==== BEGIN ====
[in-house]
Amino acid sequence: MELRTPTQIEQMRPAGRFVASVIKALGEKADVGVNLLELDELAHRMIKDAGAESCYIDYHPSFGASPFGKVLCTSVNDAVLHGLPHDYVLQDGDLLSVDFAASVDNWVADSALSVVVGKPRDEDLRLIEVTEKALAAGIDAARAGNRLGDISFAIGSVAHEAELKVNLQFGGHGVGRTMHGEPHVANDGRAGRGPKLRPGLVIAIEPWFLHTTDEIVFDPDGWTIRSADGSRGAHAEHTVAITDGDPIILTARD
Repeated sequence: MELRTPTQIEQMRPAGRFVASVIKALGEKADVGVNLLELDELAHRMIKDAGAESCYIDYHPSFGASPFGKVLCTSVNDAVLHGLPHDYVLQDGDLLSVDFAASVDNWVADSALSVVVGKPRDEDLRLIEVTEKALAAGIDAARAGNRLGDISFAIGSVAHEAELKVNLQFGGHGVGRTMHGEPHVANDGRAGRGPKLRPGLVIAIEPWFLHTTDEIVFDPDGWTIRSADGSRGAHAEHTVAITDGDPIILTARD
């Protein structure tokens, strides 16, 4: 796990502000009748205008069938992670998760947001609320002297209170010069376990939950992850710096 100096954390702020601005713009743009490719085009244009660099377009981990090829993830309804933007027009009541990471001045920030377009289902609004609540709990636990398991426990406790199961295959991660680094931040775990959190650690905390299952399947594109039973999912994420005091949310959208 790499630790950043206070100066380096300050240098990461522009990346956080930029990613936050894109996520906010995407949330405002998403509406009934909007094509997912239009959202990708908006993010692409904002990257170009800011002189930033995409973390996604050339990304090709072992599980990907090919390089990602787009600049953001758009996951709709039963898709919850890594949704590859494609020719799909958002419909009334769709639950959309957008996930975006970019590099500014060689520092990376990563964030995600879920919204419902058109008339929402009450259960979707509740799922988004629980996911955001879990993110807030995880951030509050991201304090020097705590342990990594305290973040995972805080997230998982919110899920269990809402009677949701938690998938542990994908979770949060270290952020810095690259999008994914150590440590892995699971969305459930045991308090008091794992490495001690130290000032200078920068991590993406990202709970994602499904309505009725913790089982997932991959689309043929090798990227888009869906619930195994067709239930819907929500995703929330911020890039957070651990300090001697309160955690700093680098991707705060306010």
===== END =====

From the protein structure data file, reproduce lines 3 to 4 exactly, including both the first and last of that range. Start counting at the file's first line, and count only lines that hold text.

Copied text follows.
Repeated sequence: MELRTPTQIEQMRPAGRFVASVIKALGEKADVGVNLLELDELAHRMIKDAGAESCYIDYHPSFGASPFGKVLCTSVNDAVLHGLPHDYVLQDGDLLSVDFAASVDNWVADSALSVVVGKPRDEDLRLIEVTEKALAAGIDAARAGNRLGDISFAIGSVAHEAELKVNLQFGGHGVGRTMHGEPHVANDGRAGRGPKLRPGLVIAIEPWFLHTTDEIVFDPDGWTIRSADGSRGAHAEHTVAITDGDPIILTARD
């Protein structure tokens, strides 16, 4: 796990502000009748205008069938992670998760947001609320002297209170010069376990939950992850710096 100096954390702020601005713009743009490719085009244009660099377009981990090829993830309804933007027009009541990471001045920030377009289902609004609540709990636990398991426990406790199961295959991660680094931040775990959190650690905390299952399947594109039973999912994420005091949310959208 790499630790950043206070100066380096300050240098990461522009990346956080930029990613936050894109996520906010995407949330405002998403509406009934909007094509997912239009959202990708908006993010692409904002990257170009800011002189930033995409973390996604050339990304090709072992599980990907090919390089990602787009600049953001758009996951709709039963898709919850890594949704590859494609020719799909958002419909009334769709639950959309957008996930975006970019590099500014060689520092990376990563964030995600879920919204419902058109008339929402009450259960979707509740799922988004629980996911955001879990993110807030995880951030509050991201304090020097705590342990990594305290973040995972805080997230998982919110899920269990809402009677949701938690998938542990994908979770949060270290952020810095690259999008994914150590440590892995699971969305459930045991308090008091794992490495001690130290000032200078920068991590993406990202709970994602499904309505009725913790089982997932991959689309043929090798990227888009869906619930195994067709239930819907929500995703929330911020890039957070651990300090001697309160955690700093680098991707705060306010």